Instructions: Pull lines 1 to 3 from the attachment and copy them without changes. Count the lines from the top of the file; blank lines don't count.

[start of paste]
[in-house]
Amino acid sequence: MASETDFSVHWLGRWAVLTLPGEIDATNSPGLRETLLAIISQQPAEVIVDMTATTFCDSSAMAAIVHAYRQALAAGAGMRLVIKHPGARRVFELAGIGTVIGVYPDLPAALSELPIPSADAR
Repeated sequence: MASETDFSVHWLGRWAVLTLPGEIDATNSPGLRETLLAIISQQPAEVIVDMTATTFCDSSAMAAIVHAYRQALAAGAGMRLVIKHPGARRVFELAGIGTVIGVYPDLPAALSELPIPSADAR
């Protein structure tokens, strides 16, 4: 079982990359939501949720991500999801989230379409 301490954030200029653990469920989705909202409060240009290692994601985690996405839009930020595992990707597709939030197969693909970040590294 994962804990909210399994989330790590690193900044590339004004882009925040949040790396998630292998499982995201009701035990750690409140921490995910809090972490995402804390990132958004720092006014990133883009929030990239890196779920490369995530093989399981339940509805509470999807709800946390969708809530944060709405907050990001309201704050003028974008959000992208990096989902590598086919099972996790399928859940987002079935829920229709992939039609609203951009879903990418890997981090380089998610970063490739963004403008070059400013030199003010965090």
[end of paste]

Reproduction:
[in-house]
Amino acid sequence: MASETDFSVHWLGRWAVLTLPGEIDATNSPGLRETLLAIISQQPAEVIVDMTATTFCDSSAMAAIVHAYRQALAAGAGMRLVIKHPGARRVFELAGIGTVIGVYPDLPAALSELPIPSADAR
Repeated sequence: MASETDFSVHWLGRWAVLTLPGEIDATNSPGLRETLLAIISQQPAEVIVDMTATTFCDSSAMAAIVHAYRQALAAGAGMRLVIKHPGARRVFELAGIGTVIGVYPDLPAALSELPIPSADAR